GCHQ certifies more Master's degrees in Cyber Security
News article - 29 Jun 2015
This is another significant step in the development of the UK’s knowledge, skills and capability in all fields of cyber security as part of the National Cyber Security Programme.1
By bringing the total number of certified Master’s degrees to 12, GCHQ, as the National Technical Authority for Information Assurance, is continuing to set the standard for good cyber security education in the UK using its unique role to help promote quality and choice for the benefit of the UK’s cyber security sector.
Building on the certification of six Master’s degrees last year, the further six now announced will continue to help prospective students make better informed decisions when looking for a highly valued cyber security qualification; enable the successful universities to help promote the quality of their degrees and help potential employers who wish to recruit and develop their staff.
The successful six universities who submitted their Master’s degrees for assessment earlier this year (from a total of 18 applications from 16 universities) all had to meet the rigorous assessment criteria which demand a well-defined and appropriate degree content, delivered to the highest standard.
In selecting the successful Master’s degrees a combination of industry, academia and professional bodies, as well as GCHQ and other government departments worked in partnership to assess the 18 applications.
The six Master’s degrees certified2 in this second round are:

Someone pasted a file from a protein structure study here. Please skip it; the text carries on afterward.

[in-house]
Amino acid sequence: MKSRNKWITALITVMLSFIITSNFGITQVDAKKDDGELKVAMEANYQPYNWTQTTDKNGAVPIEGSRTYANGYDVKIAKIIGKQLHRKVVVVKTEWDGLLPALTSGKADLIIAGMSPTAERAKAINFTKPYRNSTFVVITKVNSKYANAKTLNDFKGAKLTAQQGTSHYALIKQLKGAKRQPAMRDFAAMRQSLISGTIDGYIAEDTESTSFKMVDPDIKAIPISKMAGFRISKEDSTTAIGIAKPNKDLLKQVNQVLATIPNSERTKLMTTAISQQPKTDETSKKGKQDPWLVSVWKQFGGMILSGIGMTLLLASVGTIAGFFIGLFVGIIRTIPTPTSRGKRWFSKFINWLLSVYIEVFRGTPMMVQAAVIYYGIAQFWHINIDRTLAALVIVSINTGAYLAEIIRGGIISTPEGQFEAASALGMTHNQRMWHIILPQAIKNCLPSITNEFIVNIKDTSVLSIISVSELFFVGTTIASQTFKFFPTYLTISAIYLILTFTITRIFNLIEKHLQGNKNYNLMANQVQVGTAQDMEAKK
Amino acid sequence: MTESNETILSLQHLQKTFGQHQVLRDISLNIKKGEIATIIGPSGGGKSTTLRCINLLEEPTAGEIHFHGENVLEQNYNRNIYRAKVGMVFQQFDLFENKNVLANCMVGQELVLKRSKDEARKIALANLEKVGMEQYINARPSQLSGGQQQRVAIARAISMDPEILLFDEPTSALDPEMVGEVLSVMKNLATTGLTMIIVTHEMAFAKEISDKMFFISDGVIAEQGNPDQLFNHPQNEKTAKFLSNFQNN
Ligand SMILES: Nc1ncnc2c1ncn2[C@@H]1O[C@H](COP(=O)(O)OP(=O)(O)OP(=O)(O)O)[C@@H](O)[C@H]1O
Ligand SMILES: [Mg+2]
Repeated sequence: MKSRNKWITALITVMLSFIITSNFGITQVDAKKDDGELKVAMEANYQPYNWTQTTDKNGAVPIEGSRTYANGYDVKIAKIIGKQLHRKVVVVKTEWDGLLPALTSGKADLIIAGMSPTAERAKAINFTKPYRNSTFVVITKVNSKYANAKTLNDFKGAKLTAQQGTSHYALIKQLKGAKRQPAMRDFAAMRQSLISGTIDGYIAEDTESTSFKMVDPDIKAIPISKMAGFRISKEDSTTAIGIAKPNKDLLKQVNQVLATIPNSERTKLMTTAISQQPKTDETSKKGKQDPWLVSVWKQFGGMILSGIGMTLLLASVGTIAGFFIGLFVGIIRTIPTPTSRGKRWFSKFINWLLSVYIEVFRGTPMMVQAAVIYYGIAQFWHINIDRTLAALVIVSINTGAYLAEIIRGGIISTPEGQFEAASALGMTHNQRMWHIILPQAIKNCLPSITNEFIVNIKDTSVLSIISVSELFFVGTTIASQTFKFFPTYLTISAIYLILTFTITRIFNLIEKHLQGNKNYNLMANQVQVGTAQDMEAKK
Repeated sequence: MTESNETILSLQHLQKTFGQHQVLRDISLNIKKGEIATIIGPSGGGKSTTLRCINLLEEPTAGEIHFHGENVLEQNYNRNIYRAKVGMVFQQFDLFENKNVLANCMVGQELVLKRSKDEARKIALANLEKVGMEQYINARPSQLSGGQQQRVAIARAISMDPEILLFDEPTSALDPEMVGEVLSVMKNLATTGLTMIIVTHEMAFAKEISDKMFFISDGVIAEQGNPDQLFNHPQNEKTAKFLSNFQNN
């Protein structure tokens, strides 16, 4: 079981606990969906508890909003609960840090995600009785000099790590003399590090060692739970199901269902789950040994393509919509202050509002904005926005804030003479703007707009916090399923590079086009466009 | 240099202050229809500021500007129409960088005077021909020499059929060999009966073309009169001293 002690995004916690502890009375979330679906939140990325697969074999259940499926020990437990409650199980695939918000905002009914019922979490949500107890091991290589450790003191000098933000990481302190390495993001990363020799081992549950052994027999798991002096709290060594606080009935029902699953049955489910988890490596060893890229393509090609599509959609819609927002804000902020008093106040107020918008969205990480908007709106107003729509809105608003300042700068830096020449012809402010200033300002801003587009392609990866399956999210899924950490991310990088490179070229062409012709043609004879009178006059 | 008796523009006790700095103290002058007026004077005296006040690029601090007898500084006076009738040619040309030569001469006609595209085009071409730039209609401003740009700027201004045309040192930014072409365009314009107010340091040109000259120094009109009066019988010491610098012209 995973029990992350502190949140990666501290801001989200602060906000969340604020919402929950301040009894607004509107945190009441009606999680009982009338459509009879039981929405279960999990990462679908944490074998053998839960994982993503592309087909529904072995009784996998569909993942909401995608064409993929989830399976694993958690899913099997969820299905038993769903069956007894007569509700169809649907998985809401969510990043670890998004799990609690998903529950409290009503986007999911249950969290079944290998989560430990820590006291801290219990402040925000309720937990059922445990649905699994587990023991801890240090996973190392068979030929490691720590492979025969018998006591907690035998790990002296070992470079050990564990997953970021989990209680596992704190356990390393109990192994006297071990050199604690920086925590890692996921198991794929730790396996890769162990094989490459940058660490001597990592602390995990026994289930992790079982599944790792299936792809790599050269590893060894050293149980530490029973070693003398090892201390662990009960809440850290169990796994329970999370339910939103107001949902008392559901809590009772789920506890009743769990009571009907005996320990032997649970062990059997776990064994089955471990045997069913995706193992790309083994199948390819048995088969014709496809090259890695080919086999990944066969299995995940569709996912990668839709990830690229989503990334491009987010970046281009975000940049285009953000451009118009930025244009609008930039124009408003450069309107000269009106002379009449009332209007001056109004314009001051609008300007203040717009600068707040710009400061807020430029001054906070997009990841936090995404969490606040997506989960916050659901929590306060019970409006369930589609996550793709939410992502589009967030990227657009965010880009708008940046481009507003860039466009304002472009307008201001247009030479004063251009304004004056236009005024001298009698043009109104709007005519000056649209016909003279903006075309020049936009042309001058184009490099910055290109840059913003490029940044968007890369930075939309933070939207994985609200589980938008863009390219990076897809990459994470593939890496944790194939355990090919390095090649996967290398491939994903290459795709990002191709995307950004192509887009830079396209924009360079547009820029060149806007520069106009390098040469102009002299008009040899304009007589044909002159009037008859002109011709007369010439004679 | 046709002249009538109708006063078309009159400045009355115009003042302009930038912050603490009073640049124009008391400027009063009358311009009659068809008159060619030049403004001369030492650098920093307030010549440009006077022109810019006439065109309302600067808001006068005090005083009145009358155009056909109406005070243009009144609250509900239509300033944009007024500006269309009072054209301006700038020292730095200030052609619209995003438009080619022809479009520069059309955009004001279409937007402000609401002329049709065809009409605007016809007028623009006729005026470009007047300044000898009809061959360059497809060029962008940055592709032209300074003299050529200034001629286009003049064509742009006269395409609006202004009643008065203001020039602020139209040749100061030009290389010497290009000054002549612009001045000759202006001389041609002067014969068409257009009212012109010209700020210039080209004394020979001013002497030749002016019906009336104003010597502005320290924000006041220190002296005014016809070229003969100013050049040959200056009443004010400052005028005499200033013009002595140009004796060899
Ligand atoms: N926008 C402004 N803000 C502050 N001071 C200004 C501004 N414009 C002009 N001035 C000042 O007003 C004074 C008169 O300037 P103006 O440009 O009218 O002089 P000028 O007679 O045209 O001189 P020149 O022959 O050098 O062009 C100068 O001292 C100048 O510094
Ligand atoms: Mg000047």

- Royal Holloway, University of London and University of London International Academy – MSc in Information Security - Distance Learning
- University of York – MSc in Cyber Security
- University of Birmingham – MSc in Cyber Security
- University of Southampton – MSc in Cyber Security
- University of Warwick – MSc in Cyber Security Engineering
- University of Warwick – MSc in Cyber Security and Management
Chris Ensor, Deputy Director for the National Technical Authority for Information Assurance at GCHQ, said:
"As the National Technical Authority for Information Assurance, GCHQ recognises the critical role academia plays in developing the UK's skill and knowledge base. I am delighted that six more Master’s degrees in general cyber security have been certified. I'd encourage those who were not successful to explore how best to invest in order to be able to maximise chances of success in future calls."
For more information on GCHQ’s work with universities see CESG Academic Centres of Excellence in Cyber Security Research.
1 The National Cyber Security Programme (NCSP) is run by the Office of Cyber Security and Information Assurance (OCSIA) within Cabinet Office and coordinates work undertaken by government departments to implement the UK Cyber Security Strategy.
2 (NB Full certification is for those Master’s degrees which are currently running and had a cohort of students complete the degree in academic year 2013 to 2014. Provisional certification is for those Master’s degrees which are currently running but did not have a cohort complete in academic year 2013 to 2014 or for new Master's degrees due to start by October 2016.)